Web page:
Family Tree Details
Father: Robert (II, King of the Scots 1371-1390) ( - d.1390)
Mother: Mure, Elizabeth
Stewart, Robert (Duke of Albany) (b.1340 - d.1420)

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YearMonthEvent
1402 Mar  Death of David Stewart
 David, the eldest son of Robert III, King of Scotland, was arrested by his uncle, Robert the duke of Albany and locked up in Falkland Palace where he died in 1402. This led to James I becoming the next king of Scotland. 
1406 Mar  James (I) captured by the English
 Robert III had fled from the Duke of Albany to Rothesay Castle and had attempted to send his son James to France. English pirates intercepted James and he was sent to London and imprisoned. 
 Apr  James I of Scotland
 With the death of Robert III, King of the Scots, James I was the new King of Scotland but as he was imprisoned by the English, his uncle Robert, Duke of Albany, acted as Regent until James' release in 1424.[10] 

Stigand, (Archbishop of Canterbury)

Died: 1072

tigand was the last Anglo-Saxon Archbishop of Canterbury. In around 1020 he became King Canute's priest and was installed at the new foundation of Ashingdon in Essex. When Edward the Confessor became King of England Stigand's rise to power began. He was soon given the bishopric of Elmham (1043).
 
YearMonthEvent
1043   Stigand become bishop of Elmham
 Shortly after Edward the Confessor became King, Stigand was promoted to the position of bishop. 
1047   Stigand at Winchester
 Stigand was promoted to the position of Bishop at Winchester. 
1052 Summer  Stigand becomes Archbishop of Canterbury
 Stigand, Bishop of Winchester, mediated between the Godwines and Edward the Confessor. The Norman Archbishop of Canterbury, Robert of Jumieges, fled the country with other bishops who had been appointed by Edward. Stigand assumed the title of Archbishop of Canterbury. Robert appealed to Leo IX and Stigand was excommunicated (repeated by Victor II & Stephen IX, repealed by Benedict X, reintroduced by Nicholas II and Alexander II).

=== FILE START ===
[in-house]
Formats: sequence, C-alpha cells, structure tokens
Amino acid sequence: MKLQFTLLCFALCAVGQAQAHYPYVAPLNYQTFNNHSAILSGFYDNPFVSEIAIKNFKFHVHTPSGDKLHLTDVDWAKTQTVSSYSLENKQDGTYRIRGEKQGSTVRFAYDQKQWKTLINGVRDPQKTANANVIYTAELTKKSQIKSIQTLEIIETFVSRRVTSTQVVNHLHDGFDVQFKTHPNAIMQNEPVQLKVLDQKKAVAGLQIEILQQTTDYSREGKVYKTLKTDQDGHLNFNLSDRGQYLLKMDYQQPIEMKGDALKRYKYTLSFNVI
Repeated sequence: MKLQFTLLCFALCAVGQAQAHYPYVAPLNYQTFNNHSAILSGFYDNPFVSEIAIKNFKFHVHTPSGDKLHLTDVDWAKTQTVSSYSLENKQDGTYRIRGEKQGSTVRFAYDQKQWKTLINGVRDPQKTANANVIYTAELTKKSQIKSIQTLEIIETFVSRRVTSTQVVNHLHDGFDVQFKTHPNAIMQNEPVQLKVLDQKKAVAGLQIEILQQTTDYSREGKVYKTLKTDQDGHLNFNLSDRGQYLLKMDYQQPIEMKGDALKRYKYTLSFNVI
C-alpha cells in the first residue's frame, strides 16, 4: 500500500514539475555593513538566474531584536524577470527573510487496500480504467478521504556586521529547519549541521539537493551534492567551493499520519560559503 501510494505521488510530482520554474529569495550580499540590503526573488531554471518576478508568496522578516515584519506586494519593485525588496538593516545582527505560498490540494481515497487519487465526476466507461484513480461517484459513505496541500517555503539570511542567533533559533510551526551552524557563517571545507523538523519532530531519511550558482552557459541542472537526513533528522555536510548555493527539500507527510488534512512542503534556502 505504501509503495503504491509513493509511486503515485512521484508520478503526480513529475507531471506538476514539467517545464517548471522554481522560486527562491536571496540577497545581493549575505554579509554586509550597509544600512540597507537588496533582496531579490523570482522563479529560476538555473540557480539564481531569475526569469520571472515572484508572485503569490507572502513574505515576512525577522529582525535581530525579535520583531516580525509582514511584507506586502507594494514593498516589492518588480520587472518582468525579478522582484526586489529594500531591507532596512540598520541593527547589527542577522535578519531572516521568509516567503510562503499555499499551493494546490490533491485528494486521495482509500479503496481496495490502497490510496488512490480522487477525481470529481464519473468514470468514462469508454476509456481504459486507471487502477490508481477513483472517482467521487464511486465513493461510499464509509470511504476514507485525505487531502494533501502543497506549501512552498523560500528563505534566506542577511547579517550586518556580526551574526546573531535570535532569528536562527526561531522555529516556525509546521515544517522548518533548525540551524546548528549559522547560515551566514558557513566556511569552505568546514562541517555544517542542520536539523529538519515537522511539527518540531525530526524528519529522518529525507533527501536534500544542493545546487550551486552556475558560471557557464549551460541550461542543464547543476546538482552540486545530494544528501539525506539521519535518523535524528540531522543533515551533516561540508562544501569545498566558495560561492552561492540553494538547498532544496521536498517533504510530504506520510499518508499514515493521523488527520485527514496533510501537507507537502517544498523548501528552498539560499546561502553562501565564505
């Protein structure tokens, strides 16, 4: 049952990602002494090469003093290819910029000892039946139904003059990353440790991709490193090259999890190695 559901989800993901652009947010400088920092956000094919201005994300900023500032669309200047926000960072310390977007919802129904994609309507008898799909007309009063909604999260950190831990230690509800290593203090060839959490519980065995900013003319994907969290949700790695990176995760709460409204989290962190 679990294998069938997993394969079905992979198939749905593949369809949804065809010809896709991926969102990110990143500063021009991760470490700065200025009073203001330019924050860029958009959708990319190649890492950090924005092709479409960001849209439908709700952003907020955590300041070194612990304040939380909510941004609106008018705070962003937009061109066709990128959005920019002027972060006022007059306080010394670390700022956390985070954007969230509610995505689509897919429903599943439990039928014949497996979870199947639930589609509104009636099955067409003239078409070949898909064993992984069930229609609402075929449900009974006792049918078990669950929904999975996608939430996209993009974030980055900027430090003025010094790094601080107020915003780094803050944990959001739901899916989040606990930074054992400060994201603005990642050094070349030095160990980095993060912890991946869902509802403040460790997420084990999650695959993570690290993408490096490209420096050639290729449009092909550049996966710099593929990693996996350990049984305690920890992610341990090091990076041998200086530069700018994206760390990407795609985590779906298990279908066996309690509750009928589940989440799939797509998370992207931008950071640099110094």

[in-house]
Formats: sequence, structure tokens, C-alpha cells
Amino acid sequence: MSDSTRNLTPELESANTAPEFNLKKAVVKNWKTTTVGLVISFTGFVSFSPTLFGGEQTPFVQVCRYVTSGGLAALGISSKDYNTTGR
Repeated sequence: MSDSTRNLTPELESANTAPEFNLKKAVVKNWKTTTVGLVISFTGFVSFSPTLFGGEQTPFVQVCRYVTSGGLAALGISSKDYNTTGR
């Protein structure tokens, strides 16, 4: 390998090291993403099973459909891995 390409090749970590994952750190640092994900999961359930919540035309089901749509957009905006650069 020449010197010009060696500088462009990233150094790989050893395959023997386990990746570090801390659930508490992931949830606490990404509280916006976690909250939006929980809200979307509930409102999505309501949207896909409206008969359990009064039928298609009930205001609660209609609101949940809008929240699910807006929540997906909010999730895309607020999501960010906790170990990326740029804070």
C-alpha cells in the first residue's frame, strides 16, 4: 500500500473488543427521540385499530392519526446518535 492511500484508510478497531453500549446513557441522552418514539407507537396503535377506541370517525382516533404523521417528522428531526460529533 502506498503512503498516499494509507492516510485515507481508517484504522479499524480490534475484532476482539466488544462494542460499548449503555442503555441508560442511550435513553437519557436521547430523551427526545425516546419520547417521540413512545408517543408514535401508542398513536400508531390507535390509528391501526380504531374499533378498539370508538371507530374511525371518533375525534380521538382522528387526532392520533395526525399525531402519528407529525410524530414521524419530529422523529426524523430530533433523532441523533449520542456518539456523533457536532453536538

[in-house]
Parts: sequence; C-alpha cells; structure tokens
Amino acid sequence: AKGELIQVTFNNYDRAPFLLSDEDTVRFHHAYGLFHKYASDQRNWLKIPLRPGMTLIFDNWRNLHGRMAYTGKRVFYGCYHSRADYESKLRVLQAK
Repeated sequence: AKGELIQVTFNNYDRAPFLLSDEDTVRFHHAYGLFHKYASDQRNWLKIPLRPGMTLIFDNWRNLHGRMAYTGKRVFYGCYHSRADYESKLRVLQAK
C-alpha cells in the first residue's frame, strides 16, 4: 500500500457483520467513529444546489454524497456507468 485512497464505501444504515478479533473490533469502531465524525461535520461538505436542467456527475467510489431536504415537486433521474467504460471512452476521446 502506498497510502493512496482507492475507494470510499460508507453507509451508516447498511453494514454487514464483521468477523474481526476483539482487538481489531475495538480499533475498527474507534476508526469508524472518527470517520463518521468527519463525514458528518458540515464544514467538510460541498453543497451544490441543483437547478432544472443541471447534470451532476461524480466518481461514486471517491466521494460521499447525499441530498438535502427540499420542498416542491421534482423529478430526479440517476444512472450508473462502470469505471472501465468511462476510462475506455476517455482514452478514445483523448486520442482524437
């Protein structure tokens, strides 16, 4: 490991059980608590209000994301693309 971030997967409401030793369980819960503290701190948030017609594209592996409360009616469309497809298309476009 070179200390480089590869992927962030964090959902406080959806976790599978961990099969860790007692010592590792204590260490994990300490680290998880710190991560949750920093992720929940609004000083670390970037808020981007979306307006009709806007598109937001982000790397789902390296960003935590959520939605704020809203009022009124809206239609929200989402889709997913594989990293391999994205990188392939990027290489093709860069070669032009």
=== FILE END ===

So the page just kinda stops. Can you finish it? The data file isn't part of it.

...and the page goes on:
1066 Nov  William advances to London
 After his victory at the battle of Hastings William moved along the south coast to Dover where extra fortifications were built in the existing castle at the top of the cliffs. From there he moved on to Canterbury. After the death of Harold the archbishops of York and Canterbury, Ealdred and Stigand supported the plan to put Edgar the Aetheling on the English throne but William moved too quickly for this to be done. Canterbury submitted to William and he moved on to London. Instead of entering London from the south he moved around the west of the city crossing the Thames at Wallingford. Finally archbishop Stigand and the other Anglo-Saxon leaders submitted to William and after turning south at Little Berkhamsted William entered London.

Episode: Norman Invasion  
1067 Mar  William returns to Normandy
 William returned to Normandy taking as guests Edgar the Aetheling (the grandson of Edmund Ironside), Stigand (Archbishop of Canterbury, the Earls of Mercia and Northumbria and the brothers Edwin and Morcar.[11] 
1070   Lanfranc becomes Archbishop of Canterbury
 William the Conqueror placed Lanfranc in the position of Archbishop of Canterbury a move designed to strengthen his hold on the English throne. Thomas of Bayeux, a pupil of Odo (William's brother), was put in the position of Archbishop of York after the death of Ealred who died on September 11, 1069. Archbishop Stigand was imprisoned in Winchester. 

Streona, Eadric

Died: 1017

adric was the Ealdorman of Mercia and excelled at the art of double-crossing. Eadric was an advisor to King Aethelred the Unready, and Edmund. In December of 1017 Canute put an end to Eadric's treacherous ways by having him killed.
 
YearMonthEvent
1017 Dec  Death of Eadric Streona
 Canute had the treacherous Ealdorman Eadric Streona of Mercia killed. 

Suger (of St Denis, Paris, Abbot)

Born: 1081 Died: 1151